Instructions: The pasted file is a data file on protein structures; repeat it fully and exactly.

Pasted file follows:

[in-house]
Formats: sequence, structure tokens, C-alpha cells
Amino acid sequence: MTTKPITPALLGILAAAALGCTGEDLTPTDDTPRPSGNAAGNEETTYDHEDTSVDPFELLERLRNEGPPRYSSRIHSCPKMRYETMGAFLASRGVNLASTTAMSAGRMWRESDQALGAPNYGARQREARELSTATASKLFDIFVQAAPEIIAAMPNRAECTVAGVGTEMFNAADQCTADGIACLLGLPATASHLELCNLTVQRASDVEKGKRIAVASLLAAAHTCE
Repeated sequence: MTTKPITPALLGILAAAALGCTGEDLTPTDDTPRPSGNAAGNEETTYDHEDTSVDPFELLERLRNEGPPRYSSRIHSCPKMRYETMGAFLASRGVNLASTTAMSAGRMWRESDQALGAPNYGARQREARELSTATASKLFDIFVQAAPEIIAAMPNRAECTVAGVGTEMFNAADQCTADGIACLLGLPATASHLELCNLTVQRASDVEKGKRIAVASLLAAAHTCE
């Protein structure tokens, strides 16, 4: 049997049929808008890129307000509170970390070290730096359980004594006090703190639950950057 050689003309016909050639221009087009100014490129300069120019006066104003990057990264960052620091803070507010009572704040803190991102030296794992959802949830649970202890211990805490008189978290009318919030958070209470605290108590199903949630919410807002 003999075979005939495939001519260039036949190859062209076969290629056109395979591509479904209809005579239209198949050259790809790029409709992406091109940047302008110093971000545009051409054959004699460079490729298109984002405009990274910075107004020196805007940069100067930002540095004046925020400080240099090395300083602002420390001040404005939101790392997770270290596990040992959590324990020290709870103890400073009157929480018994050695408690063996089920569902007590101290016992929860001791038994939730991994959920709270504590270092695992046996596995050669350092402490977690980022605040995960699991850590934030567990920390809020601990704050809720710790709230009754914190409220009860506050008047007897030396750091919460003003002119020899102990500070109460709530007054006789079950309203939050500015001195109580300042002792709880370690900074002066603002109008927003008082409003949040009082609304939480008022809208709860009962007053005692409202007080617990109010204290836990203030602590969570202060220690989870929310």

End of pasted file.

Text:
[in-house]
Formats: sequence, structure tokens, C-alpha cells
Amino acid sequence: MTTKPITPALLGILAAAALGCTGEDLTPTDDTPRPSGNAAGNEETTYDHEDTSVDPFELLERLRNEGPPRYSSRIHSCPKMRYETMGAFLASRGVNLASTTAMSAGRMWRESDQALGAPNYGARQREARELSTATASKLFDIFVQAAPEIIAAMPNRAECTVAGVGTEMFNAADQCTADGIACLLGLPATASHLELCNLTVQRASDVEKGKRIAVASLLAAAHTCE
Repeated sequence: MTTKPITPALLGILAAAALGCTGEDLTPTDDTPRPSGNAAGNEETTYDHEDTSVDPFELLERLRNEGPPRYSSRIHSCPKMRYETMGAFLASRGVNLASTTAMSAGRMWRESDQALGAPNYGARQREARELSTATASKLFDIFVQAAPEIIAAMPNRAECTVAGVGTEMFNAADQCTADGIACLLGLPATASHLELCNLTVQRASDVEKGKRIAVASLLAAAHTCE
């Protein structure tokens, strides 16, 4: 049997049929808008890129307000509170970390070290730096359980004594006090703190639950950057 050689003309016909050639221009087009100014490129300069120019006066104003990057990264960052620091803070507010009572704040803190991102030296794992959802949830649970202890211990805490008189978290009318919030958070209470605290108590199903949630919410807002 003999075979005939495939001519260039036949190859062209076969290629056109395979591509479904209809005579239209198949050259790809790029409709992406091109940047302008110093971000545009051409054959004699460079490729298109984002405009990274910075107004020196805007940069100067930002540095004046925020400080240099090395300083602002420390001040404005939101790392997770270290596990040992959590324990020290709870103890400073009157929480018994050695408690063996089920569902007590101290016992929860001791038994939730991994959920709270504590270092695992046996596995050669350092402490977690980022605040995960699991850590934030567990920390809020601990704050809720710790709230009754914190409220009860506050008047007897030396750091919460003003002119020899102990500070109460709530007054006789079950309203939050500015001195109580300042002792709880370690900074002066603002109008927003008082409003949040009082609304939480008022809208709860009962007053005692409202007080617990109010204290836990203030602590969570202060220690989870929310």